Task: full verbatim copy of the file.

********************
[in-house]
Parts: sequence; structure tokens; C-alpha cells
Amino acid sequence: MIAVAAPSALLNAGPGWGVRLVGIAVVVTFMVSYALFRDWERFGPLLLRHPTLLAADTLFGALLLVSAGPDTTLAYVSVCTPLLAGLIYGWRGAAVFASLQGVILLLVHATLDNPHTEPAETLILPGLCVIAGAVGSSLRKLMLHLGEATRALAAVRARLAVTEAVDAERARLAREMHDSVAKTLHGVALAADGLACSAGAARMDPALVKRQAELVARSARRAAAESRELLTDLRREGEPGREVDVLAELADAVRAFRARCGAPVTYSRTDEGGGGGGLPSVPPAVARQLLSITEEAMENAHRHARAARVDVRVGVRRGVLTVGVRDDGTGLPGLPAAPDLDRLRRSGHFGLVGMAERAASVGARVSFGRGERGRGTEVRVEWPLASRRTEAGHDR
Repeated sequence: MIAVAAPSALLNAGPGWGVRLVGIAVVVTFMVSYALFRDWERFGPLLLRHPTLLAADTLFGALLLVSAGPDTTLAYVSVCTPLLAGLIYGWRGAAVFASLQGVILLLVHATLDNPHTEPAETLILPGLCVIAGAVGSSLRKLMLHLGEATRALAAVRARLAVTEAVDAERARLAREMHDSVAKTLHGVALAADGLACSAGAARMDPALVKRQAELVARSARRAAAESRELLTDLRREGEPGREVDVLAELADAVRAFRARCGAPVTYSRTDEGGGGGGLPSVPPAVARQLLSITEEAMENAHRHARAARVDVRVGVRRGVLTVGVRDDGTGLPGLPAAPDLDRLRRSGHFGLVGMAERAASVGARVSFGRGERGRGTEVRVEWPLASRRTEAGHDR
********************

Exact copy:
[in-house]
Parts: sequence; structure tokens; C-alpha cells
Amino acid sequence: MIAVAAPSALLNAGPGWGVRLVGIAVVVTFMVSYALFRDWERFGPLLLRHPTLLAADTLFGALLLVSAGPDTTLAYVSVCTPLLAGLIYGWRGAAVFASLQGVILLLVHATLDNPHTEPAETLILPGLCVIAGAVGSSLRKLMLHLGEATRALAAVRARLAVTEAVDAERARLAREMHDSVAKTLHGVALAADGLACSAGAARMDPALVKRQAELVARSARRAAAESRELLTDLRREGEPGREVDVLAELADAVRAFRARCGAPVTYSRTDEGGGGGGLPSVPPAVARQLLSITEEAMENAHRHARAARVDVRVGVRRGVLTVGVRDDGTGLPGLPAAPDLDRLRRSGHFGLVGMAERAASVGARVSFGRGERGRGTEVRVEWPLASRRTEAGHDR
Repeated sequence: MIAVAAPSALLNAGPGWGVRLVGIAVVVTFMVSYALFRDWERFGPLLLRHPTLLAADTLFGALLLVSAGPDTTLAYVSVCTPLLAGLIYGWRGAAVFASLQGVILLLVHATLDNPHTEPAETLILPGLCVIAGAVGSSLRKLMLHLGEATRALAAVRARLAVTEAVDAERARLAREMHDSVAKTLHGVALAADGLACSAGAARMDPALVKRQAELVARSARRAAAESRELLTDLRREGEPGREVDVLAELADAVRAFRARCGAPVTYSRTDEGGGGGGLPSVPPAVARQLLSITEEAMENAHRHARAARVDVRVGVRRGVLTVGVRDDGTGLPGLPAAPDLDRLRRSGHFGLVGMAERAASVGARVSFGRGERGRGTEVRVEWPLASRRTEAGHDR